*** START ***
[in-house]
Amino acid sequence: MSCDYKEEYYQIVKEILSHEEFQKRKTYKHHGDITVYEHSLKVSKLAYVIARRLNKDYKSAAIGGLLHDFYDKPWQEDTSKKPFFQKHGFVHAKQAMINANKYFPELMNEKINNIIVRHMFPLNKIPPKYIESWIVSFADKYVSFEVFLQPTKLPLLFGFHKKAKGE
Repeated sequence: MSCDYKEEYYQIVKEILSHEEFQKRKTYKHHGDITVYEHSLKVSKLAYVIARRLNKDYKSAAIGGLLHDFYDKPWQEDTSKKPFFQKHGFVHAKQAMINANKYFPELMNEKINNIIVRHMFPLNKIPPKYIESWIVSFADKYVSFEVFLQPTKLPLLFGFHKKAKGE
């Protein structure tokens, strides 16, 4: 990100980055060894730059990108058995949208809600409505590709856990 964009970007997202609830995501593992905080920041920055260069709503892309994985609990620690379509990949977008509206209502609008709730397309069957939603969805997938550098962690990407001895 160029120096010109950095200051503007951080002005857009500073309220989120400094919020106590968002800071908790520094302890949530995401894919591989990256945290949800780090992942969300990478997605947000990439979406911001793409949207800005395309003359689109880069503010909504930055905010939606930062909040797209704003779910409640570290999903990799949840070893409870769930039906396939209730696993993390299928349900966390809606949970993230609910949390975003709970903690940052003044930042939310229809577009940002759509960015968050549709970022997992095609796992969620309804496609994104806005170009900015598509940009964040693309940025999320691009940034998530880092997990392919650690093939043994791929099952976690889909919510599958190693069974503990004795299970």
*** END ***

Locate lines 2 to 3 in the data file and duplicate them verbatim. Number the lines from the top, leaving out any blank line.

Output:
Amino acid sequence: MSCDYKEEYYQIVKEILSHEEFQKRKTYKHHGDITVYEHSLKVSKLAYVIARRLNKDYKSAAIGGLLHDFYDKPWQEDTSKKPFFQKHGFVHAKQAMINANKYFPELMNEKINNIIVRHMFPLNKIPPKYIESWIVSFADKYVSFEVFLQPTKLPLLFGFHKKAKGE
Repeated sequence: MSCDYKEEYYQIVKEILSHEEFQKRKTYKHHGDITVYEHSLKVSKLAYVIARRLNKDYKSAAIGGLLHDFYDKPWQEDTSKKPFFQKHGFVHAKQAMINANKYFPELMNEKINNIIVRHMFPLNKIPPKYIESWIVSFADKYVSFEVFLQPTKLPLLFGFHKKAKGE